I have been meaning to read this book for ages. With the recent publication of Guillaume Pitron’s The Rare Metals War, now is the right time. Thus, this is the first of a two-part review dealing with these little-known elements that have silently come to dominate our lives.

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Book review – Earth Wars: The Battle for Global Resources

7-minute read

When it comes to environmental issues, certain topics steal the limelight, with climate change, deforestation, and biodiversity loss being prominent examples. However, humans have only so much time and energy available, meaning that other, potentially more pressing problems might not get the attention they deserve. Resource depletion, specifically all the materials we dig up from the Earth’s crust, has always struck me as one of them. It is easy to underestimate just how thoroughly dependent modern civilization is on a vast range of very basic substances. As we continue to extract these at ever-accelerating rates, competition and conflict seem inevitable. Guessing by the title of this book, Australian business journalist Geoff Hiscock seems to think so too. Yet this book was not quite what I was expecting.

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Book review – The Great Acceleration: An Environmental History of the Anthropocene Since 1945

7-minute read

Something happened to the world sometime after 1945. Something that included the end of World War II and post-war recovery, but was far more fundamental than that.

Humanity went into overdrive.

In my reading on the Anthropocene, this book and this phrase keep cropping up. The Great Acceleration gives a bird’s-eye view of the environmental history of our world since the 1950s. A period when multiple factors – technological, medical, and demographical – converged to propel the human species onto a trajectory of unprecedented growth.

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Book review – Future Sea: How to Rescue and Protect the World’s Oceans

7-minute read

In his book Half-Earth, the famous biologist E.O. Wilson proposed setting aside half of the planet’s surface for conservation purposes. Deborah Rowan Wright will do you one better; given how important they are for life on the planet, how about we completely protect the oceans. What, all of it? Yes, not half, all of it. We need a gestalt shift, from “default profit and exploitation to default care and respect” (p. 11). Such a bold proposal is likely to elicit disbelief and cynicism – “Impossible!” – and Wright has experienced plenty of that. But hear her out, for sometimes we are our own worst enemy. Future Sea is a surprisingly grounded, balanced, and knowledgeable argument that swayed me because, guess what, the oceans are already protected.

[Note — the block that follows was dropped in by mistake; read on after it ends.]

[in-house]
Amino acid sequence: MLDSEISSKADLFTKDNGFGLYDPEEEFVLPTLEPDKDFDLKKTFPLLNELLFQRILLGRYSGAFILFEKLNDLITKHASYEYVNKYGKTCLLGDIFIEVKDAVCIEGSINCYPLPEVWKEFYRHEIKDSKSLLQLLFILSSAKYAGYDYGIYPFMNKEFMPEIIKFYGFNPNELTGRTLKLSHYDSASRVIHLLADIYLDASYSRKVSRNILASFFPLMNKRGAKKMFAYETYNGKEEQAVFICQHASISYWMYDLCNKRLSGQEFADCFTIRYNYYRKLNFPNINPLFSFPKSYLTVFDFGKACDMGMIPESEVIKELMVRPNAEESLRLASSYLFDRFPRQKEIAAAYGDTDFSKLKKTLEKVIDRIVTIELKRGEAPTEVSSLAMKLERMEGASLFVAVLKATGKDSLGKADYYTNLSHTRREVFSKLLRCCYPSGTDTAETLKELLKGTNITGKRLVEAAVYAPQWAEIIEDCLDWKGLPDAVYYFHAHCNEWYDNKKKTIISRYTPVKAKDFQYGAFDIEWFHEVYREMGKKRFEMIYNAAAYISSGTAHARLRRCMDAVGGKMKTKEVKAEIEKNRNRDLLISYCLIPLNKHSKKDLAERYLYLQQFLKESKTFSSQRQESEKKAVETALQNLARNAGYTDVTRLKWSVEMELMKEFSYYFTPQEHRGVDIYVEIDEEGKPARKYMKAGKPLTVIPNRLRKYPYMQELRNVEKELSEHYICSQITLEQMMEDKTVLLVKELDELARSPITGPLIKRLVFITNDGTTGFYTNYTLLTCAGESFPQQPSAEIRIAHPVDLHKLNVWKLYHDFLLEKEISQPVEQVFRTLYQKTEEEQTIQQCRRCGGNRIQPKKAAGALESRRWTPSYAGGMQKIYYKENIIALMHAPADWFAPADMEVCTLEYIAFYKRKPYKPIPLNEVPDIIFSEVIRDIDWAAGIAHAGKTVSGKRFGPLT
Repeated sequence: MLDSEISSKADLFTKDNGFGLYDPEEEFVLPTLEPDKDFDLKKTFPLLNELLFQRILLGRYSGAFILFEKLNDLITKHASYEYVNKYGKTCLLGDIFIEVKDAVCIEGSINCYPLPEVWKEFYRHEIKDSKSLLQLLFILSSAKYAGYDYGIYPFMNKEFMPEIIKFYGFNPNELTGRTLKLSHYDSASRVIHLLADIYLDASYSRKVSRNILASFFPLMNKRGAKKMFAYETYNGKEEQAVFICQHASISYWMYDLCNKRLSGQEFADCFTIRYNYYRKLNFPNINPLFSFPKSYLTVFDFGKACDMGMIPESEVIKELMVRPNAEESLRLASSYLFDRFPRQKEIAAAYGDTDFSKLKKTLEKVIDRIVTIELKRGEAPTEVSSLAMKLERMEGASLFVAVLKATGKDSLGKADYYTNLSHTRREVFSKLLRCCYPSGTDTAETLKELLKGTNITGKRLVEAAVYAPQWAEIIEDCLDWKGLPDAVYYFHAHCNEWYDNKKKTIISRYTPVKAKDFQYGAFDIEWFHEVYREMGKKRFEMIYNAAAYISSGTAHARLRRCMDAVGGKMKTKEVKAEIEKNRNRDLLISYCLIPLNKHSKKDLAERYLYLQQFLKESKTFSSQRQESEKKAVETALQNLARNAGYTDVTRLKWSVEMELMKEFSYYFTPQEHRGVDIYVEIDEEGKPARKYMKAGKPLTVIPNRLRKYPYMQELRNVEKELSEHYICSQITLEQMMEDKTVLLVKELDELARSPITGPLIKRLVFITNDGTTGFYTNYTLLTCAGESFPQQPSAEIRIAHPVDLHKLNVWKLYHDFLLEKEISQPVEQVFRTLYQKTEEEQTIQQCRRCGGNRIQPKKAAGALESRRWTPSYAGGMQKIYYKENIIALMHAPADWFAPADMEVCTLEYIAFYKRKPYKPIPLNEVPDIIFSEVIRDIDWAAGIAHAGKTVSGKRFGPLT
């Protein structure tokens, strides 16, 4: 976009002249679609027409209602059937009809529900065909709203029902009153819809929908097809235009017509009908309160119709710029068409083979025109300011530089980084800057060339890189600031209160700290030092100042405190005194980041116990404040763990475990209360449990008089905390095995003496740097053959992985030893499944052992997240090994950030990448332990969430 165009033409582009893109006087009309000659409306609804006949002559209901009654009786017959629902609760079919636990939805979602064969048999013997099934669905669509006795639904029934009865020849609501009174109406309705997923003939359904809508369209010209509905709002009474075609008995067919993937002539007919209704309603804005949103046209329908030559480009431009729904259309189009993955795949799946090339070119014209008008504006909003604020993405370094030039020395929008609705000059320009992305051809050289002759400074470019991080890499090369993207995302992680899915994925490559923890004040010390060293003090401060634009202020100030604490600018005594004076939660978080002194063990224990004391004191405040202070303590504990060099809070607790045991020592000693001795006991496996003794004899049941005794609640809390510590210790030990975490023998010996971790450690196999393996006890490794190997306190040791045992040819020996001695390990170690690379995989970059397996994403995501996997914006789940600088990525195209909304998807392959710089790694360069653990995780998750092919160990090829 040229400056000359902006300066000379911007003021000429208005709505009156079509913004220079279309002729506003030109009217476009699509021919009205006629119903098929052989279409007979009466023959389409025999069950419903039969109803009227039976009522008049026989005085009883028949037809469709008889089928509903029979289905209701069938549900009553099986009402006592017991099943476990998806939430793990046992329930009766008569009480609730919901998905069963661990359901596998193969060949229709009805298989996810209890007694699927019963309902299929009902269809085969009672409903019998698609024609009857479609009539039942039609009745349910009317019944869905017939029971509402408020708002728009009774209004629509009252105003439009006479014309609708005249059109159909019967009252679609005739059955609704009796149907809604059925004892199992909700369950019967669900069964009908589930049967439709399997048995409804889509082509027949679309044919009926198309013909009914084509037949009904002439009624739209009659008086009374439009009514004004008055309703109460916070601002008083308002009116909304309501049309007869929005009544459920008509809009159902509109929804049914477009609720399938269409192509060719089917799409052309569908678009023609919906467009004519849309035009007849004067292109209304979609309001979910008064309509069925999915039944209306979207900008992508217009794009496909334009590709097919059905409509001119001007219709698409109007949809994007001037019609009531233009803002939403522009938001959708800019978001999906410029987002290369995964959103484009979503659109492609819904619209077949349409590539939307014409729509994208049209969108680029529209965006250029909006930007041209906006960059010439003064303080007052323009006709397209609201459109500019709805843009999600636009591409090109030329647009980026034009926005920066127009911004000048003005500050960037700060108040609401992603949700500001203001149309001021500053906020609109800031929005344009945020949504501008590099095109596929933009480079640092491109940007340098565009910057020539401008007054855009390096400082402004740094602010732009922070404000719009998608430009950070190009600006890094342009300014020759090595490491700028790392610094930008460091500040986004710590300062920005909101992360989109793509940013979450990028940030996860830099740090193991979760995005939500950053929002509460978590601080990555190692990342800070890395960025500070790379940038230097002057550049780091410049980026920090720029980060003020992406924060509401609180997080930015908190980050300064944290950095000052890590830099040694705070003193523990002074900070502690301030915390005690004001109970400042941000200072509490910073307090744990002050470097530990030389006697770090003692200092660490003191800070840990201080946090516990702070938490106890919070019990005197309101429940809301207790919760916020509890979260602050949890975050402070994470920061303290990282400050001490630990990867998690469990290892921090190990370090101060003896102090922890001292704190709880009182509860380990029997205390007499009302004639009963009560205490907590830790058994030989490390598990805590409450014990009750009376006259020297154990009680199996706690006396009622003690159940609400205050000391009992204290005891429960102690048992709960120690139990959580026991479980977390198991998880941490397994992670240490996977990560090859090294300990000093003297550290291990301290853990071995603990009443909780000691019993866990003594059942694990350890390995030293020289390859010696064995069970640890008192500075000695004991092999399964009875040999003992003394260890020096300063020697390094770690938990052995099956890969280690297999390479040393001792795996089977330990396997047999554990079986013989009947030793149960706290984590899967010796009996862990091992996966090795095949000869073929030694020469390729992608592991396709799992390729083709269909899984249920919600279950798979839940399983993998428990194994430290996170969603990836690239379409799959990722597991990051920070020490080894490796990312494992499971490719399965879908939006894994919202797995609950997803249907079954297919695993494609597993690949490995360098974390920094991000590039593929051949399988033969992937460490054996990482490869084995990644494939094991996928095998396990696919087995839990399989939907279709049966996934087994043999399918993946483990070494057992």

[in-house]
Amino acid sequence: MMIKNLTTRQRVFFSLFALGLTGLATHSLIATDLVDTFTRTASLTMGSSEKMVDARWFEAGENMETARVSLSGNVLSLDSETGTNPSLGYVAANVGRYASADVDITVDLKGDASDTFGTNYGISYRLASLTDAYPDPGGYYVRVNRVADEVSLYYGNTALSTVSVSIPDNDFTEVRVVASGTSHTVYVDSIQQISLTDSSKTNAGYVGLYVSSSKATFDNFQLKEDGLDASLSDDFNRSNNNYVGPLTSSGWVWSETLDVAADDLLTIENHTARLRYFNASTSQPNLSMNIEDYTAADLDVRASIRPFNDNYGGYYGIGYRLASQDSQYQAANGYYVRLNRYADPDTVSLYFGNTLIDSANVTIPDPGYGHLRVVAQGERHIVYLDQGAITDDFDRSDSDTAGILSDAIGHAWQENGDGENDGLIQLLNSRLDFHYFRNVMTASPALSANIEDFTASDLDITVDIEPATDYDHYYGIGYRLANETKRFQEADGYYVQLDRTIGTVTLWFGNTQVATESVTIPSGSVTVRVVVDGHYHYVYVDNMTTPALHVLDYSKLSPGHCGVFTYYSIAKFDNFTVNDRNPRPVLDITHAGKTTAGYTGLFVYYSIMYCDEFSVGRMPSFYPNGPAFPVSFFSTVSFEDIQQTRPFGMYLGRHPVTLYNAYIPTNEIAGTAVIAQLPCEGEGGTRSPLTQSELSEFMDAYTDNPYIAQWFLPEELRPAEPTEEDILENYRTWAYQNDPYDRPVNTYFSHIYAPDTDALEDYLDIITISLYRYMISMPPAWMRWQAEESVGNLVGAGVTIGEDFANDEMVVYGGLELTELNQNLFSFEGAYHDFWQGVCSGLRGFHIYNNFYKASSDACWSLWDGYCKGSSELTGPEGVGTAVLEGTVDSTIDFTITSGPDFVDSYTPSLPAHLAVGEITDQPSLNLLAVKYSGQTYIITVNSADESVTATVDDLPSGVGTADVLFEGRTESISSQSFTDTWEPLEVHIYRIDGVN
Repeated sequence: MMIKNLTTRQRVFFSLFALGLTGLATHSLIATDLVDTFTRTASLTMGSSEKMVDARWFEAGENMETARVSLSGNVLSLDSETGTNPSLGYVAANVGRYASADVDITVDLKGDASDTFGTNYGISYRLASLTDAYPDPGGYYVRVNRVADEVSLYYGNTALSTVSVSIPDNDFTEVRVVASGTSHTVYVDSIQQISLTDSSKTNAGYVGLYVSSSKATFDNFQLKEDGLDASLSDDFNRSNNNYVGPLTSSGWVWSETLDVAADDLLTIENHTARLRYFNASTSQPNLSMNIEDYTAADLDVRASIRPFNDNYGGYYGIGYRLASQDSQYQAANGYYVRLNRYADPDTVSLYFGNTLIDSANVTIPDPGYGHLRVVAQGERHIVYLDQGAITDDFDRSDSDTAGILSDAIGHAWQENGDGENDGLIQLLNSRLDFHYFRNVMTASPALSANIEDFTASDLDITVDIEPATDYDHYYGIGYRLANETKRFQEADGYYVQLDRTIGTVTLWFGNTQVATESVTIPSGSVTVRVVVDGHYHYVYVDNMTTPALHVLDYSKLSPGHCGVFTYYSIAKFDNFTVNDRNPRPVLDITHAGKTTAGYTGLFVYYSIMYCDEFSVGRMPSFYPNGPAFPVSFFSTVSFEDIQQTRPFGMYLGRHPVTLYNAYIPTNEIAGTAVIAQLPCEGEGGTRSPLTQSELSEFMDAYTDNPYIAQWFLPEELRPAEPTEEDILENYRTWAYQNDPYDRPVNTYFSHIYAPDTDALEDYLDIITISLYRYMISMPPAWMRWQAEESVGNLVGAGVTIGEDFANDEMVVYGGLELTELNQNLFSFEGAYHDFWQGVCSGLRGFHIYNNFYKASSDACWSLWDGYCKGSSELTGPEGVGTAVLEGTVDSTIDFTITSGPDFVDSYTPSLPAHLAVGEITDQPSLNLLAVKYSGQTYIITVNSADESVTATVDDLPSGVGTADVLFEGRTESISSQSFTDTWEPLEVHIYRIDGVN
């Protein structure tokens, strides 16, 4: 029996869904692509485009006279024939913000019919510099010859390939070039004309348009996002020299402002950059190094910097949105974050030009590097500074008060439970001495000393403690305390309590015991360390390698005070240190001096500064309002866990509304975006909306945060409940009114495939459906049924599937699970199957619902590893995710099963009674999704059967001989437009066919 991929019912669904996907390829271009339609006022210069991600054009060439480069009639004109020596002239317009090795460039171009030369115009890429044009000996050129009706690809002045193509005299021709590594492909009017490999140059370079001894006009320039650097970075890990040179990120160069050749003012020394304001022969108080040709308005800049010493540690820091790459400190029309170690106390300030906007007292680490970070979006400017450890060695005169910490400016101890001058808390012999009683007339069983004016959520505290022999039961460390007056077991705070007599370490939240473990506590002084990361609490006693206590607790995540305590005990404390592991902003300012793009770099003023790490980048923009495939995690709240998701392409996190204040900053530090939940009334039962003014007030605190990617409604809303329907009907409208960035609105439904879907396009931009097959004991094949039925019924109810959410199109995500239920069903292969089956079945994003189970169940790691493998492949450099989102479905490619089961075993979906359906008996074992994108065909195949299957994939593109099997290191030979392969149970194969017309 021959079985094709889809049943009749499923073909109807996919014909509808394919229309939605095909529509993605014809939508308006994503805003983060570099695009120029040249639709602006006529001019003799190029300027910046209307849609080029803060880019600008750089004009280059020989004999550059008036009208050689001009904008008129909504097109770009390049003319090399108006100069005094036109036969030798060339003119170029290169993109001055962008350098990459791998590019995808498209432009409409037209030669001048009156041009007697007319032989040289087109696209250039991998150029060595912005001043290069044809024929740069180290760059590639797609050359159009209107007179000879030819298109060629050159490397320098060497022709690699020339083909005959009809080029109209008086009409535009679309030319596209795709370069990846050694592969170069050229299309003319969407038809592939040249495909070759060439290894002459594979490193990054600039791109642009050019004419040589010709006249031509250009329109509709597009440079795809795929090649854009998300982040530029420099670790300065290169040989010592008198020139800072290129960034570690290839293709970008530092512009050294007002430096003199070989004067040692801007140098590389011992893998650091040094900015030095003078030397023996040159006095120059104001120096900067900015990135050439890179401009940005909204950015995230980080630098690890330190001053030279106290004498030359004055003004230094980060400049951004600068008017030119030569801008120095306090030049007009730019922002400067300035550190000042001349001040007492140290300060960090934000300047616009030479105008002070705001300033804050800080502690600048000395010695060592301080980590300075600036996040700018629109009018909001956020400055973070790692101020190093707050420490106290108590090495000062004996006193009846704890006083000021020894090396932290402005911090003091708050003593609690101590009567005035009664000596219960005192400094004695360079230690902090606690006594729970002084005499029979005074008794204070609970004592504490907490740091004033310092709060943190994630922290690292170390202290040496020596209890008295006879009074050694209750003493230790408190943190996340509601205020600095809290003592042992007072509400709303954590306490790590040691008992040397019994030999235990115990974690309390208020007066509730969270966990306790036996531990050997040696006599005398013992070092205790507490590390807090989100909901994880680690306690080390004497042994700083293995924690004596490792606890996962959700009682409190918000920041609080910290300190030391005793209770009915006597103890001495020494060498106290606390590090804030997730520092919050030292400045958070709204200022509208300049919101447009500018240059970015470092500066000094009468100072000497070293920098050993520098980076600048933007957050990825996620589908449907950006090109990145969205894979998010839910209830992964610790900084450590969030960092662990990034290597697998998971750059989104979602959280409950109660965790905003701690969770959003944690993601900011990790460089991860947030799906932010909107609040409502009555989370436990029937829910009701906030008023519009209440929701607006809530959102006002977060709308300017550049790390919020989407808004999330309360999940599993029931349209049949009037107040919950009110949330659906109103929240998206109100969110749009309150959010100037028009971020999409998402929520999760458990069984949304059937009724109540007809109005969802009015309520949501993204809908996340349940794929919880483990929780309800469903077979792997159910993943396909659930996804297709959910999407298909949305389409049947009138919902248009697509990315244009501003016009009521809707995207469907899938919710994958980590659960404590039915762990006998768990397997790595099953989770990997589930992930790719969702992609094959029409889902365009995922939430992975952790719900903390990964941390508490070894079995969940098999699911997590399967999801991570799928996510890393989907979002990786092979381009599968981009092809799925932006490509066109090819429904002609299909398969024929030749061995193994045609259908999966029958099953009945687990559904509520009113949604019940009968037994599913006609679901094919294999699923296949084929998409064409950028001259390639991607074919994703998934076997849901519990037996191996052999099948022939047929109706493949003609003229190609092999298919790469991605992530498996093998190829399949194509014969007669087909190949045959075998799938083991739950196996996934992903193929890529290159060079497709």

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Book review – Cataclysms: An Environmental History of Humanity

6-minute read

What is the price of humanity’s progress? The cover of this book, featuring a dusty landscape of tree stumps, leaves little to the imagination. In the eyes of French journalist and historian Laurent Testot it has been nothing short of cataclysmic. Originally published in French in 2017, The University of Chicago Press published the English translation at the tail-end of 2020.

Early on, Testot makes clear that environmental history as a discipline can take several forms: studying both the impact of humans on the environment, and of the environment on human affairs, as well as putting nature in a historical context. Testot does all of this in this ambitious book as he charts the exploits of Monkey – his metaphor for humanity – through seven revolutions and three million years.

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Book review – Techno-Fix: Why Technology Won’t Save Us or the Environment

9-minute read

The best way to introduce this book is to quote the first sentence of the blurb: “Techno-Fix challenges the pervasive belief that technological innovation will save us from the dire consequences of the 300-year fossil-fuelled binge known as modern industrial civilization“. Stinging, provocative, and radical, Techno-Fix puts its fingers on many a sore spot with its searing critique.